Last Updated on November 17, 2021

I like to write things. I don’t find it very easy, but I find it to be valuable. Sitting down is really the hardest part.

Why I write

I think writing is a crucial practical skill. Writing helps you think more clearly. Writing helps you be more precise with ideas. Writing creates something more permanent.

Doing a little less talking and a little more writing is powerful.

I also think writing can be useful as an emotional outlet. It helps me stave off the nilhilistic nihilism.

What and where I write

I’ve historically done more of my writing direct to my Medium blog. I write about business and technology, and also management and leadership. Some of my popular posts are about running good meetings, the importance of business writing, and giving feedback.

I also write about psychology and philosophy. Some of my popular posts are about the hedonic reset, task management for mindfulness, and contrary to common opinion staying in your comfort zone.

I write a semi regular newsletter about mental models. I cover mental models from many different core disciplines, such as philosophy, psychology, physics, chemistry, and mathematics. My favorite issues so far have been The Fundamental Attribution Error, Confabulation, Satisficing, and Entropy.

I used to tweet a lot. I still do tweet sometimes.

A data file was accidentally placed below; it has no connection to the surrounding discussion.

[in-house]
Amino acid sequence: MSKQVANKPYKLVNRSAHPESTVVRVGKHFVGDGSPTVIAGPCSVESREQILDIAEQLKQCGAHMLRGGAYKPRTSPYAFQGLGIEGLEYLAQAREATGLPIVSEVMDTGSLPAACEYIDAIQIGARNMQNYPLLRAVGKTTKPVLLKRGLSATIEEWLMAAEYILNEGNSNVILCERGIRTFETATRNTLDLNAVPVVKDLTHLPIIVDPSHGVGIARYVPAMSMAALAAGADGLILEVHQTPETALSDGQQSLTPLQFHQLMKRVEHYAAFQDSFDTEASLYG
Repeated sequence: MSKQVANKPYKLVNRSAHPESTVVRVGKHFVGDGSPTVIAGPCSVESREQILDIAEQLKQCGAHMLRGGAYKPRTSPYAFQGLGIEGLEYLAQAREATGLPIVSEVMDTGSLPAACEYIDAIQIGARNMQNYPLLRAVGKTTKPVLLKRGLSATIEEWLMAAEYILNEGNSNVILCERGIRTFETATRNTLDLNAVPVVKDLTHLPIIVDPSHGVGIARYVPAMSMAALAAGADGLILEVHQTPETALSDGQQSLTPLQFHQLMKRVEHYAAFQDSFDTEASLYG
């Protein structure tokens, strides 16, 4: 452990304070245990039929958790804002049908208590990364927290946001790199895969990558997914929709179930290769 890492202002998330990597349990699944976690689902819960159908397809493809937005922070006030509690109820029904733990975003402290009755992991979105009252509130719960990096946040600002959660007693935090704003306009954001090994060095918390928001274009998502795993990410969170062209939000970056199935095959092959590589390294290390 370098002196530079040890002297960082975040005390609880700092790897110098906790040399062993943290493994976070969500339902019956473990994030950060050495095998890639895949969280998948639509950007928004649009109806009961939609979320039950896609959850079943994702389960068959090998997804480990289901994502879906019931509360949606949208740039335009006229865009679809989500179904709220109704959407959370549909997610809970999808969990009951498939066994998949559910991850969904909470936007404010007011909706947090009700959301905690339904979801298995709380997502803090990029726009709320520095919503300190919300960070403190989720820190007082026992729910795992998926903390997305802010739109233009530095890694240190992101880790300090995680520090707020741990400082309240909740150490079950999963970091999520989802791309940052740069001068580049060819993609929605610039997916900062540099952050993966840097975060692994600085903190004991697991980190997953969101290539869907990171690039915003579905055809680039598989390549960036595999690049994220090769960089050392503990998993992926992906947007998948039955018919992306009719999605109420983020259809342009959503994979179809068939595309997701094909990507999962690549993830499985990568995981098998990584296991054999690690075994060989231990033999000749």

Reading about writing

I was recently asked about how to get into writing. I suggested reading a lot – reading good writing is the way I improve my own writing.

I also love these three books.

1. The War of Art

I find myself rereading The War of Art about every other year.

There’s a secret that real writers know that wannabe writers don’t, and the secret is this: It’s not the writing part that’s hard. What’s hard is sitting down to write. What keeps us from sitting down is Resistance.

The War of Art

2. Bird by Bird

Anne Lamott’s Bird by Bird is wonderful.

E. L. Doctorow once said that “writing a novel is like driving a car at night. You can see only as far as your headlights, but you can make the whole trip that way.” You don’t have to see where you’re going, you don’t have to see your destination or everything you will pass along the way. You just have to see two or three feet ahead of you. This is right up there with the best advice about writing, or life, I have ever heard.

Bird by Bird

3. On Writing Well

On Writing Well is more technical and a harder read that the previous two I recommended, but it is also really helpful.

Believe in your own identity and your own opinions. Writing is an act of ego, and you might as well admit it. Use its energy to keep yourself going.

On Writing Well

Don’t take it too seriously

Also my advice – don’t take yourself and your writing too serioulsy.

I also like what Steve Jobs told the Stanford grads:

Remembering that you are going to die is the best way I know to avoid the trap of thinking you have something to lose. You are already naked. There is no reason not to follow your heart.

Steve Jobs

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